The expansion of the written word in England, as in the rest of Latin Europe from the eleventh century onwards, changes the nature of the evidence for migration and thus the kinds of questions that can be asked. Domesday Book, an ambitious survey of landholdings begun at the end of William I’s reign, and the wider development of government records such as the pipe rolls (annual fiscal records of the crown), have enabled scholars to study the movement of individuals on a scale and with a level of detail impossible for the early Middle Ages.52 Peter McClure’s chapter in this volume, for example, uses these and other written records in his onomastic study of migration into medieval England.53
The relationship between migration and language remains a key topic in the study of the high Middle Ages as it was for earlier centuries, though the expanding use of the written word shapes different questions for this period. For literary scholars, the migration of Francophones in the aftermath of the Norman Conquest used to be seen as bringing an end to Old English literature.54 In recent decades, scholars have emphasised both the continuing vitality of written English through the twelfth century and the important role that English (unusually long established as a written language) played in catalysing the move of French into the written word. A picture has thus emerged of a complex trilingual post-Conquest England.55 This new narrative is pursued in the current volume by Elizabeth M. Tyler and George Younge, who follow the Anglo-Saxon Chronicle into the twelfth century, when various versions moved into Latin and French while others continued to be kept in English.56 A central tenet of recent work on high medieval English literature has been the need to set aside earlier nationalising approaches to literary history (developed in the nineteenth century) as inappropriate for the Middle Ages: this is advocated by transnational projects such as the Centre for Medieval Literature, ‘The French of England’, and ‘Medieval Francophone Literary Culture outside of France’, which take wider European perspectives on medieval literature and draw on perspectives from the study of the global Middle Ages.57 Julian Luxford’s (p.15) wide-ranging chapter on the artistic culture of England across the medieval millennium illustrates the importance of similar trends in how the discipline of Art History has accounted for the Norman Conquest.58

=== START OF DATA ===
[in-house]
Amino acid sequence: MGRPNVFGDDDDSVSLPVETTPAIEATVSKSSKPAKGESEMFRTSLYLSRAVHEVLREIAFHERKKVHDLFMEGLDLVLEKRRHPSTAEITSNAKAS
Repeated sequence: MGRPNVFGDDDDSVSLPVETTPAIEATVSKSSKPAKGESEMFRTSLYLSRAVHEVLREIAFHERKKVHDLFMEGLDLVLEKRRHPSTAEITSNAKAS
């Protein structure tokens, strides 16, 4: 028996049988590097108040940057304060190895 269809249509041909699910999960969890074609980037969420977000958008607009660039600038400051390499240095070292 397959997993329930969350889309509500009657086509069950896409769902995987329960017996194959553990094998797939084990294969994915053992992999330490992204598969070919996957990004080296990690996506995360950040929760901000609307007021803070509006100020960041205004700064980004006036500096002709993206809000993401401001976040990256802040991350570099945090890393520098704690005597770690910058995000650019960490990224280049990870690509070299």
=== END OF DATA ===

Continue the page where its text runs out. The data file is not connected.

The later Middle Ages is usually cast in general histories of migration to England as a distinct and prolonged lull between the Norman settlement of the eleventh and twelfth centuries and the arrival of foreign religious refugees, the Huguenots and the ‘Dutch’, in the sixteenth and seventeenth centuries.59 It was not until the archivist Montagu Giuseppi drew attention in 1895 to a major resource for the study of immigrants to late medieval England—the so-called alien subsidy rolls, recording a special tax on first-generation immigrants collected between 1440 and 1487—that historians began to appreciate the cumulative effect of small-scale immigration, generation after generation, and the patterns of chain-migration and settlement among those caught in the net of this highly unusual tax.60 And, apart from a pioneering article by Sylvia Thrupp published in 1957 and an edition of some of the London alien subsidy rolls by James Bolton in 1998, it was not until the development of digital resources and large-scale grants in the early twenty-first century that this material was made fully available both in an open source online database and in an extended monograph by W. Mark Ormrod, Bart Lambert, and Jonathan Mackman published in 2019.61 The difficult issues arising when one attempts to use this evidence to ascribe still extant physical remains and art forms to named aliens resident in England are, however, apparent in Julian Luxford’s contribution to this volume.62